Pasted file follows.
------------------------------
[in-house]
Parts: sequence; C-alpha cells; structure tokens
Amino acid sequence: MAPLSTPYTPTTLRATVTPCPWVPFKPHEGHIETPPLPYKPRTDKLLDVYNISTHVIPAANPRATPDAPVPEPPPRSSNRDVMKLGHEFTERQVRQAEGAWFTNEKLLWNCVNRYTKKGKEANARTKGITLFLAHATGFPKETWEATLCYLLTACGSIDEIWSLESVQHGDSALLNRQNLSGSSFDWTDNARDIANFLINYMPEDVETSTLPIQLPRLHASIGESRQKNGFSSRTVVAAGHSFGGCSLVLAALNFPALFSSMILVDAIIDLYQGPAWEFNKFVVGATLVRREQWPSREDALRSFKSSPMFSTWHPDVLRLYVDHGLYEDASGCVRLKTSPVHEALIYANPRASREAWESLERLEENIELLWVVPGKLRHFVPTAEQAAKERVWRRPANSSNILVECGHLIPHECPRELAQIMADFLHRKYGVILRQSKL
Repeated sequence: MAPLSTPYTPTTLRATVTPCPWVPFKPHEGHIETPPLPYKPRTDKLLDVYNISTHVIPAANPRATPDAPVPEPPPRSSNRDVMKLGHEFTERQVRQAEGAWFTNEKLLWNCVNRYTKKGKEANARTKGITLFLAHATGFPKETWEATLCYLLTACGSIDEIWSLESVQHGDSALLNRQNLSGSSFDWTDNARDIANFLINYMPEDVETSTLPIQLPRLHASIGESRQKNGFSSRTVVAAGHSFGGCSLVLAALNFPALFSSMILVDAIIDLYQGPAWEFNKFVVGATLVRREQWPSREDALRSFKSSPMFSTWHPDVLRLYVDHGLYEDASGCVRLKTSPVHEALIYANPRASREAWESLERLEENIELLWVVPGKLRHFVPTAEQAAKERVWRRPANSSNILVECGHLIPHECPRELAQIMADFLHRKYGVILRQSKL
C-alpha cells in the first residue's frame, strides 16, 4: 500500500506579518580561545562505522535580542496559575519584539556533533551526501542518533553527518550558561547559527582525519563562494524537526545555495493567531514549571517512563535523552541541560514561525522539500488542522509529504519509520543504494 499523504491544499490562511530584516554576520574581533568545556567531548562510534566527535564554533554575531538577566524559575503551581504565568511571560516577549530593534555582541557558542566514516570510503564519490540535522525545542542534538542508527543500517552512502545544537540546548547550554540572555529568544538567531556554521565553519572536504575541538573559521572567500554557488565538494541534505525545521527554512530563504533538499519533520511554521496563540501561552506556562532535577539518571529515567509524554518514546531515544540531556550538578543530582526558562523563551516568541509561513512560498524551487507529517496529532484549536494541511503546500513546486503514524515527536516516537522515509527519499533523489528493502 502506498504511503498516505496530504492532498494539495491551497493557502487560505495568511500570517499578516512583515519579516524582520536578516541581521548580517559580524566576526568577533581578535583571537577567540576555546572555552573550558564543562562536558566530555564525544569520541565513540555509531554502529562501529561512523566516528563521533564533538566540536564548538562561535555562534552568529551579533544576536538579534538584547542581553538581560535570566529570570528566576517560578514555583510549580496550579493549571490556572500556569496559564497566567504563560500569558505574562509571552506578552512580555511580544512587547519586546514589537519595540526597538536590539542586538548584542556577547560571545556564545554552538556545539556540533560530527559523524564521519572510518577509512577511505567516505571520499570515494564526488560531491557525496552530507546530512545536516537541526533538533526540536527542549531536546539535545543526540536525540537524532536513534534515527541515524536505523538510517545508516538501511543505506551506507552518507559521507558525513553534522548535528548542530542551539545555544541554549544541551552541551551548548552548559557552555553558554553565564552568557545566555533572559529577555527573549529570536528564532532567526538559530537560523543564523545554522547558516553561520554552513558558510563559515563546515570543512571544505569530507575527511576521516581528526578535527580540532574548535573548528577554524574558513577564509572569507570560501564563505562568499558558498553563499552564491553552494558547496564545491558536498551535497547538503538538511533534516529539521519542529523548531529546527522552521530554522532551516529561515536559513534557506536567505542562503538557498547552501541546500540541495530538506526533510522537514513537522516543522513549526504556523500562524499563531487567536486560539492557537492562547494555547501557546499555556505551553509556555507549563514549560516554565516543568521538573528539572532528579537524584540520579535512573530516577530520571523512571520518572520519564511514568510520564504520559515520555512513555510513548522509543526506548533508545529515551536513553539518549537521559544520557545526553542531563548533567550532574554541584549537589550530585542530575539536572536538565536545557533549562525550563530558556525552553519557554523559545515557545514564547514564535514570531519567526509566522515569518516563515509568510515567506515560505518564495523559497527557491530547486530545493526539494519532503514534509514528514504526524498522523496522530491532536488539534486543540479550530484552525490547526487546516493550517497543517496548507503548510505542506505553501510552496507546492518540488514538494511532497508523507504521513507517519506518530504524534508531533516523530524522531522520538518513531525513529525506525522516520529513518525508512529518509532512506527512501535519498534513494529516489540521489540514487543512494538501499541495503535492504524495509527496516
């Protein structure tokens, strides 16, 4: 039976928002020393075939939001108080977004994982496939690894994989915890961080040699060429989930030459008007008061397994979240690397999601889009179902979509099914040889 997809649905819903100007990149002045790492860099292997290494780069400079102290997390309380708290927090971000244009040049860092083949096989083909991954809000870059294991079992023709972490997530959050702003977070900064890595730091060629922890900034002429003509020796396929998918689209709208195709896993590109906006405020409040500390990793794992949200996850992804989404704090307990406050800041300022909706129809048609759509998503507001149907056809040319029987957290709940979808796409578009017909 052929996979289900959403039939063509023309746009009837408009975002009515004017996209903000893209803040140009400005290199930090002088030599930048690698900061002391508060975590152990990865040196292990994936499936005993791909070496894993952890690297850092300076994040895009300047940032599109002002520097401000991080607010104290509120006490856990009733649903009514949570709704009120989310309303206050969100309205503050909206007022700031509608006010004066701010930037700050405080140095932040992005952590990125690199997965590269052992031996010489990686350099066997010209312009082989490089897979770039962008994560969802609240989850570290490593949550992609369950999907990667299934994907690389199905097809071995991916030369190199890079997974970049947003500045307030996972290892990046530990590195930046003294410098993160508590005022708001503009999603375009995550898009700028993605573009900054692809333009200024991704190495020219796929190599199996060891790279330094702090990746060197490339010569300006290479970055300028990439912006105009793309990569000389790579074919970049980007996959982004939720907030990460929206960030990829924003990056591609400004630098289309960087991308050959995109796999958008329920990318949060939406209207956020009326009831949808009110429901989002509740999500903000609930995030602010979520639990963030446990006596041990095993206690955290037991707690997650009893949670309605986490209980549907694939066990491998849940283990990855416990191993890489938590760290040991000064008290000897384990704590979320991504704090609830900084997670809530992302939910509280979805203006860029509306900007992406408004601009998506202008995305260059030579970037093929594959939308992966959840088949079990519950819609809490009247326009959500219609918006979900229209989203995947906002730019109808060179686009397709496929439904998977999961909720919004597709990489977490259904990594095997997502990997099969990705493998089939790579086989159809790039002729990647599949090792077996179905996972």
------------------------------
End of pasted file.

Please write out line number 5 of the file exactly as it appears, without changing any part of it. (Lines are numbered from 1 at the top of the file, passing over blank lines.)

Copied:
C-alpha cells in the first residue's frame, strides 16, 4: 500500500506579518580561545562505522535580542496559575519584539556533533551526501542518533553527518550558561547559527582525519563562494524537526545555495493567531514549571517512563535523552541541560514561525522539500488542522509529504519509520543504494 499523504491544499490562511530584516554576520574581533568545556567531548562510534566527535564554533554575531538577566524559575503551581504565568511571560516577549530593534555582541557558542566514516570510503564519490540535522525545542542534538542508527543500517552512502545544537540546548547550554540572555529568544538567531556554521565553519572536504575541538573559521572567500554557488565538494541534505525545521527554512530563504533538499519533520511554521496563540501561552506556562532535577539518571529515567509524554518514546531515544540531556550538578543530582526558562523563551516568541509561513512560498524551487507529517496529532484549536494541511503546500513546486503514524515527536516516537522515509527519499533523489528493502 502506498504511503498516505496530504492532498494539495491551497493557502487560505495568511500570517499578516512583515519579516524582520536578516541581521548580517559580524566576526568577533581578535583571537577567540576555546572555552573550558564543562562536558566530555564525544569520541565513540555509531554502529562501529561512523566516528563521533564533538566540536564548538562561535555562534552568529551579533544576536538579534538584547542581553538581560535570566529570570528566576517560578514555583510549580496550579493549571490556572500556569496559564497566567504563560500569558505574562509571552506578552512580555511580544512587547519586546514589537519595540526597538536590539542586538548584542556577547560571545556564545554552538556545539556540533560530527559523524564521519572510518577509512577511505567516505571520499570515494564526488560531491557525496552530507546530512545536516537541526533538533526540536527542549531536546539535545543526540536525540537524532536513534534515527541515524536505523538510517545508516538501511543505506551506507552518507559521507558525513553534522548535528548542530542551539545555544541554549544541551552541551551548548552548559557552555553558554553565564552568557545566555533572559529577555527573549529570536528564532532567526538559530537560523543564523545554522547558516553561520554552513558558510563559515563546515570543512571544505569530507575527511576521516581528526578535527580540532574548535573548528577554524574558513577564509572569507570560501564563505562568499558558498553563499552564491553552494558547496564545491558536498551535497547538503538538511533534516529539521519542529523548531529546527522552521530554522532551516529561515536559513534557506536567505542562503538557498547552501541546500540541495530538506526533510522537514513537522516543522513549526504556523500562524499563531487567536486560539492557537492562547494555547501557546499555556505551553509556555507549563514549560516554565516543568521538573528539572532528579537524584540520579535512573530516577530520571523512571520518572520519564511514568510520564504520559515520555512513555510513548522509543526506548533508545529515551536513553539518549537521559544520557545526553542531563548533567550532574554541584549537589550530585542530575539536572536538565536545557533549562525550563530558556525552553519557554523559545515557545514564547514564535514570531519567526509566522515569518516563515509568510515567506515560505518564495523559497527557491530547486530545493526539494519532503514534509514528514504526524498522523496522530491532536488539534486543540479550530484552525490547526487546516493550517497543517496548507503548510505542506505553501510552496507546492518540488514538494511532497508523507504521513507517519506518530504524534508531533516523530524522531522520538518513531525513529525506525522516520529513518525508512529518509532512506527512501535519498534513494529516489540521489540514487543512494538501499541495503535492504524495509527496516